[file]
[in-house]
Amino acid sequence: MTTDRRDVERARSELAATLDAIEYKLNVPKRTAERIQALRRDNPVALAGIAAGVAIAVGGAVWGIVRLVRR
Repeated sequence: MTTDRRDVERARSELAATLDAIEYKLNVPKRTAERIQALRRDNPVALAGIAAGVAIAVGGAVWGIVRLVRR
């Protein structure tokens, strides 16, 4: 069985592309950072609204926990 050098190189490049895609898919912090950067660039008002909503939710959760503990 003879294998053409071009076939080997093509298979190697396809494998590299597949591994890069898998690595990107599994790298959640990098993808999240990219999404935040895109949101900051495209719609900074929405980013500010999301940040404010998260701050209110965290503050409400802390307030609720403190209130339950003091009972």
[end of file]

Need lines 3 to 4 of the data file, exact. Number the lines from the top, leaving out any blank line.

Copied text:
Repeated sequence: MTTDRRDVERARSELAATLDAIEYKLNVPKRTAERIQALRRDNPVALAGIAAGVAIAVGGAVWGIVRLVRR
């Protein structure tokens, strides 16, 4: 069985592309950072609204926990 050098190189490049895609898919912090950067660039008002909503939710959760503990 003879294998053409071009076939080997093509298979190697396809494998590299597949591994890069898998690595990107599994790298959640990098993808999240990219999404935040895109949101900051495209719609900074929405980013500010999301940040404010998260701050209110965290503050409400802390307030609720403190209130339950003091009972």